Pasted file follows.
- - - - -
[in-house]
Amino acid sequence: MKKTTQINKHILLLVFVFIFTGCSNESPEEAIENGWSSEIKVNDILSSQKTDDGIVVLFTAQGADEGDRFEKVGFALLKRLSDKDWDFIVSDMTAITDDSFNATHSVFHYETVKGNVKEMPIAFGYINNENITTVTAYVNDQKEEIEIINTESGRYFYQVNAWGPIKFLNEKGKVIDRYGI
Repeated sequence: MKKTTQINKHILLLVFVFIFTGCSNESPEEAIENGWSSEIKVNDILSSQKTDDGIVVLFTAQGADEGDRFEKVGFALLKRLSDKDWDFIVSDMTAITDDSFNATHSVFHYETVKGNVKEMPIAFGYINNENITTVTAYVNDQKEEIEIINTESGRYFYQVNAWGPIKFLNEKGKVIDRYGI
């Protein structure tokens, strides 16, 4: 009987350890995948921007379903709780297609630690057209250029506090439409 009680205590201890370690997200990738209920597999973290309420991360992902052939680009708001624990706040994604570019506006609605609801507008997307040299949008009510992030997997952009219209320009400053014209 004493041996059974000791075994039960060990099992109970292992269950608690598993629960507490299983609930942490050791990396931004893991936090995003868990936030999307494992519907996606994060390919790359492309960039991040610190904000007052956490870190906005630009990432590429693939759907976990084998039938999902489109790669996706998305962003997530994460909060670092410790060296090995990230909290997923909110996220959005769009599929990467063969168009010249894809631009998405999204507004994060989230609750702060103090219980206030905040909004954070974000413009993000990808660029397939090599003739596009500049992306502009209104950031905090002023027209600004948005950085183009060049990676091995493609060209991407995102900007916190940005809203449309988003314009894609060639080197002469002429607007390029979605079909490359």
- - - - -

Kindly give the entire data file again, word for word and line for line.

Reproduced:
[in-house]
Amino acid sequence: MKKTTQINKHILLLVFVFIFTGCSNESPEEAIENGWSSEIKVNDILSSQKTDDGIVVLFTAQGADEGDRFEKVGFALLKRLSDKDWDFIVSDMTAITDDSFNATHSVFHYETVKGNVKEMPIAFGYINNENITTVTAYVNDQKEEIEIINTESGRYFYQVNAWGPIKFLNEKGKVIDRYGI
Repeated sequence: MKKTTQINKHILLLVFVFIFTGCSNESPEEAIENGWSSEIKVNDILSSQKTDDGIVVLFTAQGADEGDRFEKVGFALLKRLSDKDWDFIVSDMTAITDDSFNATHSVFHYETVKGNVKEMPIAFGYINNENITTVTAYVNDQKEEIEIINTESGRYFYQVNAWGPIKFLNEKGKVIDRYGI
């Protein structure tokens, strides 16, 4: 009987350890995948921007379903709780297609630690057209250029506090439409 009680205590201890370690997200990738209920597999973290309420991360992902052939680009708001624990706040994604570019506006609605609801507008997307040299949008009510992030997997952009219209320009400053014209 004493041996059974000791075994039960060990099992109970292992269950608690598993629960507490299983609930942490050791990396931004893991936090995003868990936030999307494992519907996606994060390919790359492309960039991040610190904000007052956490870190906005630009990432590429693939759907976990084998039938999902489109790669996706998305962003997530994460909060670092410790060296090995990230909290997923909110996220959005769009599929990467063969168009010249894809631009998405999204507004994060989230609750702060103090219980206030905040909004954070974000413009993000990808660029397939090599003739596009500049992306502009209104950031905090002023027209600004948005950085183009060049990676091995493609060209991407995102900007916190940005809203449309988003314009894609060639080197002469002429607007390029979605079909490359």